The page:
Many wait the whole year for fall to arrive so they can participate in activities such as hayrides, cool walks in the park, apple picking and the ever-popular leaf peeping.
While it may seem like a foreign concept to some, leaf peeping, or leaf viewing, has become a popular pastime in many New England states. With an abundant amount of beautiful foliage present in parks, backyards and in other public spaces, leaf peeping may soon be in full swing nationwide.
For those around the country not seeing the full effects of fall just yet, don’t lose heart; your time is coming soon. To get a better idea of when the leaves should begin changing in your area of the country, check out this interactive foliage map.
By simply pulling the slider at the bottom of the graph, the map will show a timeline of when you can expect to see color change in leaves in your region.
For those in the midst of the color change of leaves, this is the perfect time for you to get out and about for some leaf peeping.
Leaf peeping, simply put, is when people travel to view and photograph the changing fall foliage in areas where the change has already occurred. This activity is most popular in New England.
Planning the perfect time to travel is key when engaging in leaf peeping, so be sure to check out the interactive map mentioned earlier to be sure you arrive just when you need to.
“While the exact day or moment of when the foliage will peak in an exact location is not possible to predict, the general pattern that foliage development follows every year is more predictable,” Jim Salge, foliage reporter for Yankee magazine, told Trip Savvy. “So we know that by late September, northern Vermont, northern New Hampshire and northern Maine will be at peak. If people give themselves a nice window in early October in the northern part of New England and mid- to late October in the southern part of New England, and then have the ability to travel around within that area, they’ll be perfectly fine—this year or any year.”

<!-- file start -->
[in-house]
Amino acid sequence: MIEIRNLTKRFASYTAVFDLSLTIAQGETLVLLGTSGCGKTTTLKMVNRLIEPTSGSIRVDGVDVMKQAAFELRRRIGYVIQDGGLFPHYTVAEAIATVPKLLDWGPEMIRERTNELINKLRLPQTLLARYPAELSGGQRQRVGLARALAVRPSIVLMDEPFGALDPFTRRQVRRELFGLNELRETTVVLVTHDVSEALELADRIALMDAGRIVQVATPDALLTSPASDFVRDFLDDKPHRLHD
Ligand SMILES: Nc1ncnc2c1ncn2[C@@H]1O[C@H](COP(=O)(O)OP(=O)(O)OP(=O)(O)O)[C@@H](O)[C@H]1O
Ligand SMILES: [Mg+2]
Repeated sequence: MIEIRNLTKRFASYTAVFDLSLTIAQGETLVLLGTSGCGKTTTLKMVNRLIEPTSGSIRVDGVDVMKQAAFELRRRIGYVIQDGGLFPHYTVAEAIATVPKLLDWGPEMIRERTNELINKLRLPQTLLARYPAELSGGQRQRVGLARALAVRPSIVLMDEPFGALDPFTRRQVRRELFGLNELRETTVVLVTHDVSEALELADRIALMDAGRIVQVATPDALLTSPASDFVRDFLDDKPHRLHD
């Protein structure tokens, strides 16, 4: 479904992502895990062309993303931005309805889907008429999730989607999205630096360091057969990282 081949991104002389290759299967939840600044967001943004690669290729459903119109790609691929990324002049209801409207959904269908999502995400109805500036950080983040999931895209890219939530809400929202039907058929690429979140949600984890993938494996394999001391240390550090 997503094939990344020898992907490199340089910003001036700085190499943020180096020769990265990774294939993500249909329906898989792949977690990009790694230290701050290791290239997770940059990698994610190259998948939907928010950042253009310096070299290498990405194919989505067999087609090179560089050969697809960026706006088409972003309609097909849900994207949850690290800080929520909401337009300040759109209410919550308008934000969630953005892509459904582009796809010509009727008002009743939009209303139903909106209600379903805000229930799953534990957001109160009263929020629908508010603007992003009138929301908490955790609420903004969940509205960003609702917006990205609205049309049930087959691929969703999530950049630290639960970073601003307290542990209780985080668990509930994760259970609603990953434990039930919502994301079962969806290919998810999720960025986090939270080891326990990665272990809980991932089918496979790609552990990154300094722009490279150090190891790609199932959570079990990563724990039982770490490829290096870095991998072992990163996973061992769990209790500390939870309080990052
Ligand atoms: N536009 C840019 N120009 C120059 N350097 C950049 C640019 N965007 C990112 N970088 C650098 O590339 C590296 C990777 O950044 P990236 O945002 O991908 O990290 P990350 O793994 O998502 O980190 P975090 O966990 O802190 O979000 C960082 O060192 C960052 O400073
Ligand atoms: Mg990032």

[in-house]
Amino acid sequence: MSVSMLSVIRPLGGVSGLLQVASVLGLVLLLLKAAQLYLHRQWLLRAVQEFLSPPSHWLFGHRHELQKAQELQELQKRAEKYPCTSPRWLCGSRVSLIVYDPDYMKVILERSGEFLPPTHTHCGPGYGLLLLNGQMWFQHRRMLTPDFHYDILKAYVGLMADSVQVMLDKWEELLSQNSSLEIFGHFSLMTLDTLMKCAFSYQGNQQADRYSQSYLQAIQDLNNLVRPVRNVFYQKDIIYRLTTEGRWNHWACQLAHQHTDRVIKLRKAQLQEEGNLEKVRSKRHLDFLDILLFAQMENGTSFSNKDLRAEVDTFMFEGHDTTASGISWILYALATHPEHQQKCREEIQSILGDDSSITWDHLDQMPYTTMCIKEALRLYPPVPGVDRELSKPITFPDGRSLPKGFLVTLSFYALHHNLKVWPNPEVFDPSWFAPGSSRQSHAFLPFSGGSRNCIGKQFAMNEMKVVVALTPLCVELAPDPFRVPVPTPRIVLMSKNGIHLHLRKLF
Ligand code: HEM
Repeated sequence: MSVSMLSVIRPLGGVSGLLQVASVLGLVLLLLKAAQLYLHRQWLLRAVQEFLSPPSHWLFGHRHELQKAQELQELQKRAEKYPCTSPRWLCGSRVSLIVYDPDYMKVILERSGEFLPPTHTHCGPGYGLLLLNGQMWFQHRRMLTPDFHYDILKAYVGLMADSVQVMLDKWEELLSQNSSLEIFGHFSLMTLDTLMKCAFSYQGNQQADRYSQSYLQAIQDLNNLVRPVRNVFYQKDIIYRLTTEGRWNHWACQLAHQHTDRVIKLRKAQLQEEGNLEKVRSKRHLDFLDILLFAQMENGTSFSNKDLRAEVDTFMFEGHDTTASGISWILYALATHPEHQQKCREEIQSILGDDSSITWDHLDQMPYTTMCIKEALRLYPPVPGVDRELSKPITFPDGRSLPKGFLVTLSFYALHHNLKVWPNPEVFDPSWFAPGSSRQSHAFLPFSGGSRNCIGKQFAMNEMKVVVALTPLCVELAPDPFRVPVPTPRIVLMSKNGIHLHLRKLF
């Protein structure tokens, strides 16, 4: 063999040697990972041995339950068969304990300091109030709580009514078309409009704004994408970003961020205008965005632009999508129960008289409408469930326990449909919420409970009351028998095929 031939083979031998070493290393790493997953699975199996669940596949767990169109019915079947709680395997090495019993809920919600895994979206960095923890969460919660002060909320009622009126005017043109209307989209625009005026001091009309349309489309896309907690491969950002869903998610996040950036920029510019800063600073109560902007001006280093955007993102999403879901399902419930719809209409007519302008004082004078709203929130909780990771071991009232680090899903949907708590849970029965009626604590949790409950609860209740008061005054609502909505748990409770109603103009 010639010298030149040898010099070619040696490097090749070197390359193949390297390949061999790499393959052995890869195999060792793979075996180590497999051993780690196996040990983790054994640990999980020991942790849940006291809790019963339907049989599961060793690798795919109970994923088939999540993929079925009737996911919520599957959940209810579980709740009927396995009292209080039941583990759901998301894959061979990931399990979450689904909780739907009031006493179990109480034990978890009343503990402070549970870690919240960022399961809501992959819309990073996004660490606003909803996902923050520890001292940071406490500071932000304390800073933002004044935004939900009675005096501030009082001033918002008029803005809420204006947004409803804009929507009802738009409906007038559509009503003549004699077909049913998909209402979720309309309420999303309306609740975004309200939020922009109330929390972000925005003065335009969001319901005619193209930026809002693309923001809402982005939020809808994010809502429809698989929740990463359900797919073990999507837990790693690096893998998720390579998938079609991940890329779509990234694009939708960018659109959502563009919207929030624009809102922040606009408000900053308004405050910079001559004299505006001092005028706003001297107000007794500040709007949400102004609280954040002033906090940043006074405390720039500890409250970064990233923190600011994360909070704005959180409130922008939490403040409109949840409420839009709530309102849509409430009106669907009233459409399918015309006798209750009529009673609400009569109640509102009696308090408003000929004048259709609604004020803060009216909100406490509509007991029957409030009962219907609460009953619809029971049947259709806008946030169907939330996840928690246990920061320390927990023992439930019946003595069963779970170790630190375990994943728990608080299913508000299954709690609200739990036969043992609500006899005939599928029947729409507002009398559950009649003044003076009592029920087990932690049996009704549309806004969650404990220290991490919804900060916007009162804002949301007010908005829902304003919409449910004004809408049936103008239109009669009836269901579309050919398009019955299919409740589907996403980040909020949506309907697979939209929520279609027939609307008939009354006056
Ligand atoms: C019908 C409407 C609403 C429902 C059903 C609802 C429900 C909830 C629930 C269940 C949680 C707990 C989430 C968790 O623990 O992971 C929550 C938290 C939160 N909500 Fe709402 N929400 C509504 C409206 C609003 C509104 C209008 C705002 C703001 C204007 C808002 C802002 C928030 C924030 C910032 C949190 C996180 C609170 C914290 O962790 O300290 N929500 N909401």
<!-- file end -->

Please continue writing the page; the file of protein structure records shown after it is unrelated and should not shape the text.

Experts suggest coming by car when setting out on a leaf peeping adventure, as this will allow more flexibility when traveling from place to place. Be sure to stay flexible with your plans, as the precise time of leaf changing can be difficult to predict, even with scientific estimations in play.
It may not initially sound appealing to have a plethora of visitors in your town during this season, but take heart that it can help boost the local economy. With more visitors frequenting shops, restaurants and more, the area can help gather more popularity and revenue.
New York State Gov. Andrew Cuomo said that leaf-peeping tourists spent $26.5 billion between September through November in 2015.
The science of color change
One of the most visible changes of fall that does occur is the appearance of bright yellow, red and orange leaves, but did you know that these colors have been present year-round and we just didn’t know?
According to Larry G. Anderson, director of DePauw University’s Office of University Communications in Greencastle, Indiana, and Bryan A. Hanson, a professor of chemistry and biochemistry at DePauw University who studies plant pigments, the deep green color of chlorophyll helps plants absorb sunlight and hides the other colors.
As the leaves lose their chlorophyll in the fall, other color becomes visible to the human eye. This results in the yellow and orange colors; however, it is a little different for the reds we see.
“The red color is actively made in leaves by bright light and cold,” says Dana A. Dudle, a DePauw professor of biology who researches red pigment in plant flowers, stems and leaves. “The crisp, cold nights in the fall combine with bright, sunny days to spur production of red in leaves – especially in sugar maple and red maple trees. Burgundy leaves often result from a combination of red pigment and chlorophyll. Autumn seasons with a lot of sunny days and cold nights will have the brightest colors.”